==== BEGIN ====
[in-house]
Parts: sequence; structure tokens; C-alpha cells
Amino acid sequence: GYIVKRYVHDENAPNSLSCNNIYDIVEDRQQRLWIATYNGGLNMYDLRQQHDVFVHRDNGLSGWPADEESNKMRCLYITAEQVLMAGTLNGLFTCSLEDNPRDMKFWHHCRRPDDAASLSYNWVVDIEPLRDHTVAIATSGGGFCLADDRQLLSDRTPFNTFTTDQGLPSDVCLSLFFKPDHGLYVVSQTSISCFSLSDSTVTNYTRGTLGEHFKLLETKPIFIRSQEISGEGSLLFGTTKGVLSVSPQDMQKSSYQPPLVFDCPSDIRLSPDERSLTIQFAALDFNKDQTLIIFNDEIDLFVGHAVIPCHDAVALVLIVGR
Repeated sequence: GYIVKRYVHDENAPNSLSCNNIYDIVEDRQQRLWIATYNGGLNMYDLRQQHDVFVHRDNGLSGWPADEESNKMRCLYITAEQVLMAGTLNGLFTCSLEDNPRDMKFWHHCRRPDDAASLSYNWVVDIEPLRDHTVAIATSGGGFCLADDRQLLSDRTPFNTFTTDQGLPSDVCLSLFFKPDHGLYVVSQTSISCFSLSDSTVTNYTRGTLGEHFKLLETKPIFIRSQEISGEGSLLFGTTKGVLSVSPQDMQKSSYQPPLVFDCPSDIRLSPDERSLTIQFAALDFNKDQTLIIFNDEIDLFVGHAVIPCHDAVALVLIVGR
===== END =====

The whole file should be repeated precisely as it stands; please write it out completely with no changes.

[in-house]
Parts: sequence; structure tokens; C-alpha cells
Amino acid sequence: GYIVKRYVHDENAPNSLSCNNIYDIVEDRQQRLWIATYNGGLNMYDLRQQHDVFVHRDNGLSGWPADEESNKMRCLYITAEQVLMAGTLNGLFTCSLEDNPRDMKFWHHCRRPDDAASLSYNWVVDIEPLRDHTVAIATSGGGFCLADDRQLLSDRTPFNTFTTDQGLPSDVCLSLFFKPDHGLYVVSQTSISCFSLSDSTVTNYTRGTLGEHFKLLETKPIFIRSQEISGEGSLLFGTTKGVLSVSPQDMQKSSYQPPLVFDCPSDIRLSPDERSLTIQFAALDFNKDQTLIIFNDEIDLFVGHAVIPCHDAVALVLIVGR
Repeated sequence: GYIVKRYVHDENAPNSLSCNNIYDIVEDRQQRLWIATYNGGLNMYDLRQQHDVFVHRDNGLSGWPADEESNKMRCLYITAEQVLMAGTLNGLFTCSLEDNPRDMKFWHHCRRPDDAASLSYNWVVDIEPLRDHTVAIATSGGGFCLADDRQLLSDRTPFNTFTTDQGLPSDVCLSLFFKPDHGLYVVSQTSISCFSLSDSTVTNYTRGTLGEHFKLLETKPIFIRSQEISGEGSLLFGTTKGVLSVSPQDMQKSSYQPPLVFDCPSDIRLSPDERSLTIQFAALDFNKDQTLIIFNDEIDLFVGHAVIPCHDAVALVLIVGR